It may have been a consummate effort to extract blood from a turnip. That, at least, is my assessment of President Bush's recent hat-in-hand request that OPEC pump more oil. And in a rather strange way, that contention may be augmented by the coming release of results by the likes of ExxonMobil
The difficulty, of course, is that, as I've written recently, with many big fields tiring across the world, it's questionable whether OPEC as a whole could raise its production even if it wanted to. Oh, sure, the cartel's kingpin, Saudi Arabia -- the place where the president issued his request -- has closed its spigot slightly and likely could add to its output. Indeed, I wouldn't be at all surprised if it did so.
Beyond that, Iraq has the potential to eventually ramp up the approximately 2.0 million barrels a day it's currently pumping, although we all know very well why that nation is producing at relatively low levels. But of the other big OPEC producers -- including Iran, Kuwait, Nigeria, and Venezuela -- none is producing at a rate comparable to its highest past level, and most have seen their daily output slip.
For similar reasons, I'll be interested to observe the production rates of the international integrated companies when they report their December-ended quarters in the coming weeks. I won't be astounded if, despite crude prices in the $90s for much of the quarter, the companies' upstream output was down, if only slightly.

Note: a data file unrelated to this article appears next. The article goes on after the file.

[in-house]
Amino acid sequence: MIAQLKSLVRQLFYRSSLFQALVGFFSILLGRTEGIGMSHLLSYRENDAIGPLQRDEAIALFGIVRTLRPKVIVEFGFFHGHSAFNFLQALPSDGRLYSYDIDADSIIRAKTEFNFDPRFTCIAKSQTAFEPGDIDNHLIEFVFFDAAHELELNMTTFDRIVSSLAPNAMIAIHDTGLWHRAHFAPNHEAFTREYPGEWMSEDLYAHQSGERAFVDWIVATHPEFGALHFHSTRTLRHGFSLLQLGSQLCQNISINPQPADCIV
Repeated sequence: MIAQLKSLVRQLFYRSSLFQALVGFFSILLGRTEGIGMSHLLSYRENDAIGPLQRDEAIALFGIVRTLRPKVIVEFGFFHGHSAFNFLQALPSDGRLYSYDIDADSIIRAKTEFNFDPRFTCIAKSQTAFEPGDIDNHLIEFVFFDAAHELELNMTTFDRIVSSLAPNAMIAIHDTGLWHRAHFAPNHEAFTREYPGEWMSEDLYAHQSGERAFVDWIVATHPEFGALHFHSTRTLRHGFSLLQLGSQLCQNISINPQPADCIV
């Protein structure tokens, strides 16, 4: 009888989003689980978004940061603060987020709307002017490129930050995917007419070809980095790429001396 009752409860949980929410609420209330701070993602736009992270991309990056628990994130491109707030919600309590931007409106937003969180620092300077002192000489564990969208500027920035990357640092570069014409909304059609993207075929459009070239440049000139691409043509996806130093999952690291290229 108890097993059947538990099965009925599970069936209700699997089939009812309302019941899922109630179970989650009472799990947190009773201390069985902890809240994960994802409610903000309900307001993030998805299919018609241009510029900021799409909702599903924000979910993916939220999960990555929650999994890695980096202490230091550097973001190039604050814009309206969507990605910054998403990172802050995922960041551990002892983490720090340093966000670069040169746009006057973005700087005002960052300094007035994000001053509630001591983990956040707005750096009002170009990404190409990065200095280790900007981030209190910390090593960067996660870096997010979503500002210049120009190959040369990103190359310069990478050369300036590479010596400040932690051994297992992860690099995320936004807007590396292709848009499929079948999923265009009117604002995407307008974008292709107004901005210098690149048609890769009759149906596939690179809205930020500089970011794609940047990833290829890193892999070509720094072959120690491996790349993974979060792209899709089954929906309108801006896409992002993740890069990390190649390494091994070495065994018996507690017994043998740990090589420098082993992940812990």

If you're noting a theme here, you're probably right: As the president noted from Saudi Arabia, the growing demand for oil from places like China and India is sopping up larger amounts of global supply and affecting prices -- all at a time when, except for a few places like Russia and Kazakhstan, worldwide production may be close to topping out.
As a result, while crude prices have slipped recently and could continue to do so in the short run, I'm convinced that their longer-term trend has to be higher. On that basis alone, I continue to believe that, despite an average 20% gain in the sector last year, there are still opportunities for patient investors in energy. I'd still include among those opportunities the likes of deepwater drillers Transocean
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Fool contributor David Lee Smith doesn't own shares in any of the companies mentioned above. He does welcome your questions or comments. The Motley Fool has a disclosure policy with a production level that'll never slide.